Dual crises grip Iraq as temperatures soar and Iran cuts off energy lifeline

Dual crises grip Iraq as temperatures soar and Iran cuts off energy lifeline
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A technician monitors an electric switch board connecting homes to privately-owned electricity generators in Baghdad. (File/AFP)
Dual crises grip Iraq as temperatures soar and Iran cuts off energy lifeline
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A technician monitors an electric switch board connecting homes to privately-owned electricity generators in Baghdad. (File/AFP)
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Updated 01 July 2021

Dual crises grip Iraq as temperatures soar and Iran cuts off energy lifeline

Dual crises grip Iraq as temperatures soar and Iran cuts off energy lifeline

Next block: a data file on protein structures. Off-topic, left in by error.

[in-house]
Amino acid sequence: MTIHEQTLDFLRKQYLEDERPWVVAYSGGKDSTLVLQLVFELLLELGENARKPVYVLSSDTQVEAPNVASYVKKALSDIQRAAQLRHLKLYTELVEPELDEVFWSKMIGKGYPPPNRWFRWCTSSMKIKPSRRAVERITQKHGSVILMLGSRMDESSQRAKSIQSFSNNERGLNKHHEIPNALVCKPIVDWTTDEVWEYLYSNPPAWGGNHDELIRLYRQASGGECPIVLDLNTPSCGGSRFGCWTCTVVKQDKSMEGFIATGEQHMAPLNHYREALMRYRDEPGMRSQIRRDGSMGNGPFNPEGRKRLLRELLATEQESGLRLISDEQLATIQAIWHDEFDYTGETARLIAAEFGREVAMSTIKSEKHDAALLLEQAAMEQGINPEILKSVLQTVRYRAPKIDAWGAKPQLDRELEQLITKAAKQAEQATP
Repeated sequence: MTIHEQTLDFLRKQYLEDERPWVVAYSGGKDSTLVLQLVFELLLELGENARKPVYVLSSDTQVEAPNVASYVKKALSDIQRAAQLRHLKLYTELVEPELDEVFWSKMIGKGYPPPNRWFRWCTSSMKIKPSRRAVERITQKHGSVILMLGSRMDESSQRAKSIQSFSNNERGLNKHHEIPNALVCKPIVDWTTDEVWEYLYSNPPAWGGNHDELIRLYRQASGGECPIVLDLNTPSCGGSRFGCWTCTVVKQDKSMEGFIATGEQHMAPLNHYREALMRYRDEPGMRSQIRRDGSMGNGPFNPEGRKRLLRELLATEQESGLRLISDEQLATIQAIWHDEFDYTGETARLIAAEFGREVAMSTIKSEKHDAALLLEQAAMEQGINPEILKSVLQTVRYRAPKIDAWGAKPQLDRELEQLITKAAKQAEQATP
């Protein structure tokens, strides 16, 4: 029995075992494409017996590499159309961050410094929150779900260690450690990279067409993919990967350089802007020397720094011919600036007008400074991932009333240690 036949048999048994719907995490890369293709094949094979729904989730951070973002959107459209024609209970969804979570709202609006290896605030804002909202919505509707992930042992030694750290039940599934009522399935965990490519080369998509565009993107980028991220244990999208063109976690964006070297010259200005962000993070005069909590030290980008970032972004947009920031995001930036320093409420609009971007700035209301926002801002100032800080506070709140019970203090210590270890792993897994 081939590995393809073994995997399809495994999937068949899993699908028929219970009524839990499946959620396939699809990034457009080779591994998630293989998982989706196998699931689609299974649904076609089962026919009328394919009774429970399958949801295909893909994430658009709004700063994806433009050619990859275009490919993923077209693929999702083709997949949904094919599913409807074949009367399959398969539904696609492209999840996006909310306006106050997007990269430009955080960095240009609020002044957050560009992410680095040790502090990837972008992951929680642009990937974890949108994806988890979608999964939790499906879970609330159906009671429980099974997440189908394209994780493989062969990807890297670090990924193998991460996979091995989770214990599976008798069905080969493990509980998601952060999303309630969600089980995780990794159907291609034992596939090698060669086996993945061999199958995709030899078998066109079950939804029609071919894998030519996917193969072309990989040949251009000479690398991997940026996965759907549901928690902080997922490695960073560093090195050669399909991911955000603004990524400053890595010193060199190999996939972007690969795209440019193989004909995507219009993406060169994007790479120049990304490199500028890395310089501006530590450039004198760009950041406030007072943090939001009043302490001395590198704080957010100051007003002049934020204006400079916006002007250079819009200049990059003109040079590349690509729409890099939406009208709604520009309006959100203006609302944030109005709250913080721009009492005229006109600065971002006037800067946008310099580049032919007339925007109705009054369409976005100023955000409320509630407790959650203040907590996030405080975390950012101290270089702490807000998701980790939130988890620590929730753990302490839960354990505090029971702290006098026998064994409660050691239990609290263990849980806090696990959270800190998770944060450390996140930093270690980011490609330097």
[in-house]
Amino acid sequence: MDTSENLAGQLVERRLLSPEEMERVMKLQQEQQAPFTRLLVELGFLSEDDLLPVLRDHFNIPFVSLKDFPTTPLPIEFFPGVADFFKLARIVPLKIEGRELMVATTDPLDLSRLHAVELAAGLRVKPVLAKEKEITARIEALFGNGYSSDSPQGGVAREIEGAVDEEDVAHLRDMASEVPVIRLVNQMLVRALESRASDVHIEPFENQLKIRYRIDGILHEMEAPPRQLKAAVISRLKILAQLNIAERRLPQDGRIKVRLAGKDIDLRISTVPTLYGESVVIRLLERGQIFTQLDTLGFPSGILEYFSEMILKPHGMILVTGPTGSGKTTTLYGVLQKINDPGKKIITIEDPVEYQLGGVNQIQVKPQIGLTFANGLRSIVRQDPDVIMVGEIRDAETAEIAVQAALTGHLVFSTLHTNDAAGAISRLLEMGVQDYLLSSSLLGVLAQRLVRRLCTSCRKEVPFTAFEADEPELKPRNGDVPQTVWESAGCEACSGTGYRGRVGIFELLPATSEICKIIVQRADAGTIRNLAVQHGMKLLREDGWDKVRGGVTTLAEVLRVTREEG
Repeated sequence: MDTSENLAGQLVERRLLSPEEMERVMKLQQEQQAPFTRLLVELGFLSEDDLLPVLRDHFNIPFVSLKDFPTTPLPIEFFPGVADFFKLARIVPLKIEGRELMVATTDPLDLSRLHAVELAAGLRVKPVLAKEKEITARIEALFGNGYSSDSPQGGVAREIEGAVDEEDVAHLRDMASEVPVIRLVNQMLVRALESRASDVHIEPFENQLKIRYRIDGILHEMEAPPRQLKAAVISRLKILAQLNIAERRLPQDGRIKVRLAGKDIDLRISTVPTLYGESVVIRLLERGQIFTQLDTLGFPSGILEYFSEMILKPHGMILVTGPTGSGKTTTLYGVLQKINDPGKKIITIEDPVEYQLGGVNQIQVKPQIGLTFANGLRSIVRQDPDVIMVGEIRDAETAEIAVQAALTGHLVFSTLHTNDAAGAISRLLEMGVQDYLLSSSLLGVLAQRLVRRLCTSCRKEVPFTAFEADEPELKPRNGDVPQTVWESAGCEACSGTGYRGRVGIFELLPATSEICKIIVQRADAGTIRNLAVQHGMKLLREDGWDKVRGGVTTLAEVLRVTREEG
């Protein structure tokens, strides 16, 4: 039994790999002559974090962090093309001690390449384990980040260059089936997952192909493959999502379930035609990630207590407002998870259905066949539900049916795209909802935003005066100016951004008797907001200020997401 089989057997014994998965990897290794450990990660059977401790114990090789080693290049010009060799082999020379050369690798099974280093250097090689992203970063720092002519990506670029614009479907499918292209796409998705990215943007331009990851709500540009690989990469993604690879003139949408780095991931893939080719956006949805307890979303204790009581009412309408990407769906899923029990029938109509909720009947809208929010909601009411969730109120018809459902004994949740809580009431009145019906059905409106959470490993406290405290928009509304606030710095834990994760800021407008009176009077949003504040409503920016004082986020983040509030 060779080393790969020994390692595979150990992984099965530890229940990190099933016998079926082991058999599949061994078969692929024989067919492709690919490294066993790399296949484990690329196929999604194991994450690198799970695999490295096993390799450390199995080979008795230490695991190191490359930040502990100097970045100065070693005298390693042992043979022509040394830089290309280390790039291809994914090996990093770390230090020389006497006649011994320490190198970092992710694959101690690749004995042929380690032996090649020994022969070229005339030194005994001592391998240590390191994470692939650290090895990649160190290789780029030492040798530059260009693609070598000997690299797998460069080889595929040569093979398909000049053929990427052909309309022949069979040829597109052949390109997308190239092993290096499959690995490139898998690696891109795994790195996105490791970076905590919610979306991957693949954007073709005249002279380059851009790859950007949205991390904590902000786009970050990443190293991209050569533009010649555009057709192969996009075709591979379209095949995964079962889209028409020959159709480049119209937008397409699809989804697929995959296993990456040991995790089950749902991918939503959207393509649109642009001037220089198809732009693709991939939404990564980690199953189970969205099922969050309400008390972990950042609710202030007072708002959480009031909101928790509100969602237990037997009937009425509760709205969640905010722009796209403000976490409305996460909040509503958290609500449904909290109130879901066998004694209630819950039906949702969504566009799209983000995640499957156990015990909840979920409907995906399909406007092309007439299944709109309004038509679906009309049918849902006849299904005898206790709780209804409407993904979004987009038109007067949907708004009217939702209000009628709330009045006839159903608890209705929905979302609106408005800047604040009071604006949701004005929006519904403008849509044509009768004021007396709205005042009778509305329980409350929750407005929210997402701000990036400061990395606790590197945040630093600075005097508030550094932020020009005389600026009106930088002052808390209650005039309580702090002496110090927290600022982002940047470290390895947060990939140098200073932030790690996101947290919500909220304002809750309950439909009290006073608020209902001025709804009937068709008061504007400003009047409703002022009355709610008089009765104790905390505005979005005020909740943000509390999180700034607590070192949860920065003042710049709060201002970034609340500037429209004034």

• Country’s electricity minister has already resigned following calls from a powerful Shia militia leader
  • Analyst warns that energy crisis could lead to another “summer of discontent”

LONDON: A political and social crisis in Iraq has escalated in recent days, as soaring temperatures, widespread protests and rolling blackouts take hold of the oil-rich south of the country.
Iran, which normally supplies around a third of Iraq’s gas and electricity, has drastically curtailed the amount of energy it is providing to the country, in what some believe is an attempt to force the country to pay millions in unpaid bills.
Iraq’s Minister of Electricity Majed Mahdi Hantoosh submitted his resignation this week, following calls for him to step back by opposition figures including powerful Shia cleric and militia leader Muqtada Al-Sadr.
An official at Iraq’s electricity ministry told The Independent there were now as many as 18 hours of power cuts a day on average, impacting the operation of homes, hospitals and businesses.
“The Iraqi government is in a very bad situation, because of the corruption and random planning and the continued dependence on Iran for its power output,” Ayad Khalaf, from the southern Al-Karkh Distribution Co., told The Independent.
But “the resignation of the minister is not the solution,” he added.